Military parade to cost $12 million, reports CNN

Military parade to cost $12 million, reports CNN
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President TrumpDonald John TrumpCDC updates website to remove dosage guidance on drug touted by Trump Trump says he'd like economy to reopen 'with a big bang' but acknowledges it may be limited Graham backs Trump, vows no money for WHO in next funding bill MORE’s requested military parade in Washington, D.C. will reportedly cost close to $12 million, according to three U.S defense officials who spoke to CNN.

The cost of the parade has been estimated at anywhere between $10 million and $30 million, but CNN reported that defense officials it spoke to increasingly think it will land at $12 million. 

One official told CNN the $12 million figure is a "a planning figure" and that it could still change.

The military parade is tentatively scheduled for Nov. 10, one day before the anniversary of the end of World War I. NBC reported that the parade is expected to begin at the Capitol, continue past the White House and end at the National Mall.

A $12 million parade would actually cost just a little less than the U.S.-South Korea large scale military exercise that Trump canceled during his meeting with North Korean leader Kim Jong Un.

Trump announced following his meeting that the U.S. would halt war games on the Korean peninsula amid ongoing negotiations about denuclearization. The exercises were expected to cost close to $14 million.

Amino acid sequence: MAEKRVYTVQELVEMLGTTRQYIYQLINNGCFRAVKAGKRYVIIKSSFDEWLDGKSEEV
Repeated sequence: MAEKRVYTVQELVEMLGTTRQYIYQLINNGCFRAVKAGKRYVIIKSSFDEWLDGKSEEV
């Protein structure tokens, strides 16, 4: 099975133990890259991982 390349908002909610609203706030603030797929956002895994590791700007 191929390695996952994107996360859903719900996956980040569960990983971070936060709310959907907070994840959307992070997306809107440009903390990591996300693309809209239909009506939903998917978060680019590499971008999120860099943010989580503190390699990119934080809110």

Trump argued the move was justified because of the associated cost-savings, though he also emphasized that it was an unnecessary provocation given the talks with Kim. 

“Holding back ‘war games’ during the negotiations was my request because they are VERY EXPENSIVE and set a bad light during a good faith negotiations,” Trump tweeted on June 17. “Also, quite provocative. Can start up immediately if talks break down, which I hope will not happen!” 

The decision seemed to catch officials off guard and worry lawmakers, however, who warned that Trump appeared to provide a concession without getting anything concrete in return. North Korea had long argued the military exercises were an act of aggression.

The Pentagon confirmed in February that Trump had directed defense officials to begin planning a military parade. Trump is said to have been inspired by the Bastille Day parade he saw when he visited France last year, and desired a similar event at home.